New EMV checkout standards look to create secure, frictionless environment

While ecommerce has exploded in terms of driving consumer shopping preference in recent years, the process of conducting transactions over computer browsers and mobile phones continues to be a cumbersome and in some cases insecure process that frustrates consumers and leaves billions of dollars on the table in abandoned transactions, payment fraud and other vulnerabilities.

A new remote checkout standard announced by U.K.-based EMVCo is being closely watched by the credit card industry, retail merchants, card processors and banks to see if progress can be made on creating a more secure and streamlined system for consumers to complete mobile and online purchases.

"If you want security in an environment, you want to reduce complexity; let's have one integration model that applies to secure remote commerce no matter what card you're accepting," Brian Byrne, director of operations at EMVCo., told Mobile Payments Today in a phone interview.

SRC is a technical standard that will allow the creation of a more consistent and simplified customer checkout experience across various platforms, ranging from desktop and laptop computer browsers to mobile shopping and payment apps.

"With SRC, merchants will be able to offer a standardized checkout process on their websites in the form of a payment button that provides a consistent user experience, regardless of which card a consumer chooses to pay with," Melissa Filipek, a spokesperson for American Express, told MPT via email. "This will make the process of paying with a card on a website or mobile app faster and easier for the consumer, reduce shopping cart abandonment and more easily provide customers their payment choice through a single integration."

Fraud, friction rising

Research from Aite Group gives a sense of the problem. In a June report, Aite Group shows that in 2018 there were $4.4 billion in losses from card-not-present fraud, and that figure is expected to rise to $6.4 billion by 2021.

Another major problem is cart abandonment, when a consumer walks away from completing a purchase on a desktop or mobile shopping site. The report shows that on Black Friday 2018, about 82% of all online shopping carts were abandoned before a consumer completed a purchase. The biggest reasons cited ranged from 60% saying the added shipping, taxes and handling costs were too high, 37% saying the shopping site wanted the user to create an account and 28% saying the checkout process was too long, among other reasons.

As its stands today, digital commerce is an inconsistent and friction filled experience for consumers, according to Ansar Ansari, senior vice president, digital payments at Visa.

"That results in poor conversion for merchants, lost transactions for issuing banks and frustration on the part of the online shopper," he told Mobile Payments Today via email. "Visa is working with the entire payments ecosystem to reduce the friction caused by manual credit and debit card entry, checkout decline rates, passwords and other hurdles shoppers and merchants of all sizes face in ecommerce today, all while making the online shopping experience feel more familiar and reassuring shoppers that their ecommerce checkout is safe and secure."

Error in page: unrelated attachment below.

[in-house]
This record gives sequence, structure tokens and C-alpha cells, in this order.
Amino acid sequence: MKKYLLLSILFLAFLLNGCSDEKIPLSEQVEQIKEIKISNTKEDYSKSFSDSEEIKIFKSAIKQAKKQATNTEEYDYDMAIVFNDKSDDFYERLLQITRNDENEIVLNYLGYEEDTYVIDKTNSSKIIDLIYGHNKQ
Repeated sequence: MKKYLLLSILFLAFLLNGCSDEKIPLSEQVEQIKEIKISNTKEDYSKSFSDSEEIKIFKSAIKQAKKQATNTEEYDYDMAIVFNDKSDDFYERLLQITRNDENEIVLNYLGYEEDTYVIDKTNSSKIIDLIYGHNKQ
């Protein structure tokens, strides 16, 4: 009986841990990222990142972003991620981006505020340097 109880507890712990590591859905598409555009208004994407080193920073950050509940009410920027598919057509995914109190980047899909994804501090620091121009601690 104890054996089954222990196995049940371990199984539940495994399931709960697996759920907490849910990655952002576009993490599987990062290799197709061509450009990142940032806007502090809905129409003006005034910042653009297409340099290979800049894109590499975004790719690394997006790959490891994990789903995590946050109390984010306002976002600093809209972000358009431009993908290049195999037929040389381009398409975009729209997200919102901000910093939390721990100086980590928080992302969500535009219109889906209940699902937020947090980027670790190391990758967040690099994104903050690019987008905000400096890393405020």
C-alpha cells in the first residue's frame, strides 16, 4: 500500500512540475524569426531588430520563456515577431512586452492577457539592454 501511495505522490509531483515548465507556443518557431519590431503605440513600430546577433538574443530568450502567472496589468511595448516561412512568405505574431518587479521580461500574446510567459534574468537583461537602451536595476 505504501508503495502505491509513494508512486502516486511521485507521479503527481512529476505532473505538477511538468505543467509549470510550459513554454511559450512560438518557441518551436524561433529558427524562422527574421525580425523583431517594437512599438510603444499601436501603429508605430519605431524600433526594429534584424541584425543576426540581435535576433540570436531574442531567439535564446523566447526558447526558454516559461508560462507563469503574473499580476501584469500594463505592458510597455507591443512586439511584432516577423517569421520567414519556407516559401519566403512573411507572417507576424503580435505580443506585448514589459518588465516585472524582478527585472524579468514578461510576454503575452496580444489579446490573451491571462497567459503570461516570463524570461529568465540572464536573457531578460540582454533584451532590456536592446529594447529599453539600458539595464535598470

In connection with the unveiling of the SRC standard, Mastercard announced last week the launch of a "digital wellness" program that would offer merchants an additional layer of security through tokenization as well as NuData, a technology from Mastercard that uses machine learning and artificial intelligence to help prevent fraud by monitoring certain metrics like web surfing speed, changes in browser type, monitoring web traffic and other factors, according to Pablo Cohan, senior vice president, digital payments and labs, North America at Mastercard.

"For merchants, this is expected to help increase approval rates, lower fraud and reduce PCI compliance burden, especially for SMB merchants," he told MPT via email. "We ultimately want to make the online checkout experience as secure and simple as possible for everyone involved."

Questions remain

While the goals of the new standard are widely understood, there remains a window where some in the industry cannot predict the outcome.

"The intent of the standard is to provide an ecommerce purchase experience that is vastly more secure than current CNP (card not present) transactions, and theoretically, delivered with less friction than traditional payments," Thad Peterson, senior analyst at Aite Group, told MPT via email. "That said, it's a complicated process and there's no clarity at this point as to what an actual implementation might look like."

He added that the new standard should also replace the existing digital wallets from Visa and Mastercard, called Visa Checkout and Masterpass, respectively.

"Merchants and banks don't have any kind of control or binding vote or binding say in what EMVCo does," said Stephanie Martz, senior vice president and general counsel of the National Retail Federation.

She said until they see in some detail about how the new standard will be implemented, "we don't know for sure if this is going to be more efficient or more secure."

Laura Townsend, senior vice president of operations at the Merchant Advisory Group, said the group, which has worked closely with EMVCo on the SRC issue, is very supportive of the effort, but noted there are concerns about implementation, including requirements for tokenization, which is a way to mask a stored payment card number to protect it from being compromised.

Cover photo: Mastercard


Original author: David Jones